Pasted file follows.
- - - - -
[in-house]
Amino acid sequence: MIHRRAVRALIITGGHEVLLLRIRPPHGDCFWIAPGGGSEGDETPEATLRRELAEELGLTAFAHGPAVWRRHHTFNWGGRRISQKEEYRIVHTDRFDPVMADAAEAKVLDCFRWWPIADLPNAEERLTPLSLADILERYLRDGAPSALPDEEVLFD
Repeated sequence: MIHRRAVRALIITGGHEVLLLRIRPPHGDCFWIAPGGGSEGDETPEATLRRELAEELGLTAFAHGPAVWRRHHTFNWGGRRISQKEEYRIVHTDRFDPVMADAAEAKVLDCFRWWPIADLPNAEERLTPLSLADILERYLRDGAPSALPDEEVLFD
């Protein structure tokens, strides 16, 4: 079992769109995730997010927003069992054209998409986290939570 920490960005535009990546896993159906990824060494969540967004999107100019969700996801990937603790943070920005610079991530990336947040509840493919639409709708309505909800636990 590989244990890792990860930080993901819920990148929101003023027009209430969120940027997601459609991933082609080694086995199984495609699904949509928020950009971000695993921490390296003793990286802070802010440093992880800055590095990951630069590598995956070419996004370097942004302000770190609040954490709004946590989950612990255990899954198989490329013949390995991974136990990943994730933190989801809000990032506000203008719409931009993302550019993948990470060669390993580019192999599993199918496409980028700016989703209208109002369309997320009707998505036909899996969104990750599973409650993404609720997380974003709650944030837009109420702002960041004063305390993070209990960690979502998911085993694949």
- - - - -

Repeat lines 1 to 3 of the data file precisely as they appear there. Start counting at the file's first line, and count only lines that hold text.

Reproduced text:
[in-house]
Amino acid sequence: MIHRRAVRALIITGGHEVLLLRIRPPHGDCFWIAPGGGSEGDETPEATLRRELAEELGLTAFAHGPAVWRRHHTFNWGGRRISQKEEYRIVHTDRFDPVMADAAEAKVLDCFRWWPIADLPNAEERLTPLSLADILERYLRDGAPSALPDEEVLFD
Repeated sequence: MIHRRAVRALIITGGHEVLLLRIRPPHGDCFWIAPGGGSEGDETPEATLRRELAEELGLTAFAHGPAVWRRHHTFNWGGRRISQKEEYRIVHTDRFDPVMADAAEAKVLDCFRWWPIADLPNAEERLTPLSLADILERYLRDGAPSALPDEEVLFD